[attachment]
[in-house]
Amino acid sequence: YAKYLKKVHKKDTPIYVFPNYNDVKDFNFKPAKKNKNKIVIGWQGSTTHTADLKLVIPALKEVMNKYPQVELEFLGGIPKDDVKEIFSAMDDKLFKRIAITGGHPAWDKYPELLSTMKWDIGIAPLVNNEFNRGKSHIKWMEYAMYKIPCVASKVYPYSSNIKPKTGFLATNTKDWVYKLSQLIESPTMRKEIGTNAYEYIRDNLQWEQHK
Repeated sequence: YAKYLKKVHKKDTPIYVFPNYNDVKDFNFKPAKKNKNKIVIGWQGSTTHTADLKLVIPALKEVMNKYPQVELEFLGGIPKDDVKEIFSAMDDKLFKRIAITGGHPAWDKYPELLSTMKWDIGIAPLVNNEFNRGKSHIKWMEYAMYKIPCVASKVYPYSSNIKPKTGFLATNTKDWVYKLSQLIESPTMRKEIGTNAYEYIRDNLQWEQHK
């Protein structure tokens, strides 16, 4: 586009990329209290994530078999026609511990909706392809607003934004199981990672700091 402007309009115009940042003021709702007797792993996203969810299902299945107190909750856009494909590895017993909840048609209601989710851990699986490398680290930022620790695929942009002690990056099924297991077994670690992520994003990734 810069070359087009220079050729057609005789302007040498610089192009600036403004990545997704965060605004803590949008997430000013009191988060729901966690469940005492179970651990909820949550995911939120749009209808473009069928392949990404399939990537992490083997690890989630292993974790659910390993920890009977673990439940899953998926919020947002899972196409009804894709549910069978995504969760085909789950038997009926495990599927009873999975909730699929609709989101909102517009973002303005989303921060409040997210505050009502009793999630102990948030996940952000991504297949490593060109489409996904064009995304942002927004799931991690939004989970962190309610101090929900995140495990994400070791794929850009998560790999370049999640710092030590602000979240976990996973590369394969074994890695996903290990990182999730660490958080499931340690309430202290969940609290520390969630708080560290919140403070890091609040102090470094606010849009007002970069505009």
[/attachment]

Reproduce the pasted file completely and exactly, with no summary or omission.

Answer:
[in-house]
Amino acid sequence: YAKYLKKVHKKDTPIYVFPNYNDVKDFNFKPAKKNKNKIVIGWQGSTTHTADLKLVIPALKEVMNKYPQVELEFLGGIPKDDVKEIFSAMDDKLFKRIAITGGHPAWDKYPELLSTMKWDIGIAPLVNNEFNRGKSHIKWMEYAMYKIPCVASKVYPYSSNIKPKTGFLATNTKDWVYKLSQLIESPTMRKEIGTNAYEYIRDNLQWEQHK
Repeated sequence: YAKYLKKVHKKDTPIYVFPNYNDVKDFNFKPAKKNKNKIVIGWQGSTTHTADLKLVIPALKEVMNKYPQVELEFLGGIPKDDVKEIFSAMDDKLFKRIAITGGHPAWDKYPELLSTMKWDIGIAPLVNNEFNRGKSHIKWMEYAMYKIPCVASKVYPYSSNIKPKTGFLATNTKDWVYKLSQLIESPTMRKEIGTNAYEYIRDNLQWEQHK
């Protein structure tokens, strides 16, 4: 586009990329209290994530078999026609511990909706392809607003934004199981990672700091 402007309009115009940042003021709702007797792993996203969810299902299945107190909750856009494909590895017993909840048609209601989710851990699986490398680290930022620790695929942009002690990056099924297991077994670690992520994003990734 810069070359087009220079050729057609005789302007040498610089192009600036403004990545997704965060605004803590949008997430000013009191988060729901966690469940005492179970651990909820949550995911939120749009209808473009069928392949990404399939990537992490083997690890989630292993974790659910390993920890009977673990439940899953998926919020947002899972196409009804894709549910069978995504969760085909789950038997009926495990599927009873999975909730699929609709989101909102517009973002303005989303921060409040997210505050009502009793999630102990948030996940952000991504297949490593060109489409996904064009995304942002927004799931991690939004989970962190309610101090929900995140495990994400070791794929850009998560790999370049999640710092030590602000979240976990996973590369394969074994890695996903290990990182999730660490958080499931340690309430202290969940609290520390969630708080560290919140403070890091609040102090470094606010849009007002970069505009």